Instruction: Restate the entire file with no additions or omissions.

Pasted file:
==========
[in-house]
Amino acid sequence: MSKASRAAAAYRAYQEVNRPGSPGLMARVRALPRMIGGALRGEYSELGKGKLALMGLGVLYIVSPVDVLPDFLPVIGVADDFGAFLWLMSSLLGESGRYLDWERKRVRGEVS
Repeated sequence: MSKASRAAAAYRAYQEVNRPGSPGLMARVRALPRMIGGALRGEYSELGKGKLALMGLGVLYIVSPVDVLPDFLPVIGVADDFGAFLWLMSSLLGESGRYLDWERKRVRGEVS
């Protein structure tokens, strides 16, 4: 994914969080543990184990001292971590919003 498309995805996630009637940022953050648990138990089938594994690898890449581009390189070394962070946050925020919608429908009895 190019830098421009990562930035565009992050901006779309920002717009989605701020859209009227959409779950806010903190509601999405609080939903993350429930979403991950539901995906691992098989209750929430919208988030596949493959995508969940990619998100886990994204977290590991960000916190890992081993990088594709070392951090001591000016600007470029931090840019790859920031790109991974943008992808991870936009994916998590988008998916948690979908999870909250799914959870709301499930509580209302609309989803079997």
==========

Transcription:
[in-house]
Amino acid sequence: MSKASRAAAAYRAYQEVNRPGSPGLMARVRALPRMIGGALRGEYSELGKGKLALMGLGVLYIVSPVDVLPDFLPVIGVADDFGAFLWLMSSLLGESGRYLDWERKRVRGEVS
Repeated sequence: MSKASRAAAAYRAYQEVNRPGSPGLMARVRALPRMIGGALRGEYSELGKGKLALMGLGVLYIVSPVDVLPDFLPVIGVADDFGAFLWLMSSLLGESGRYLDWERKRVRGEVS
């Protein structure tokens, strides 16, 4: 994914969080543990184990001292971590919003 498309995805996630009637940022953050648990138990089938594994690898890449581009390189070394962070946050925020919608429908009895 190019830098421009990562930035565009992050901006779309920002717009989605701020859209009227959409779950806010903190509601999405609080939903993350429930979403991950539901995906691992098989209750929430919208988030596949493959995508969940990619998100886990994204977290590991960000916190890992081993990088594709070392951090001591000016600007470029931090840019790859920031790109991974943008992808991870936009994916998590988008998916948690979908999870909250799914959870709301499930509580209302609309989803079997």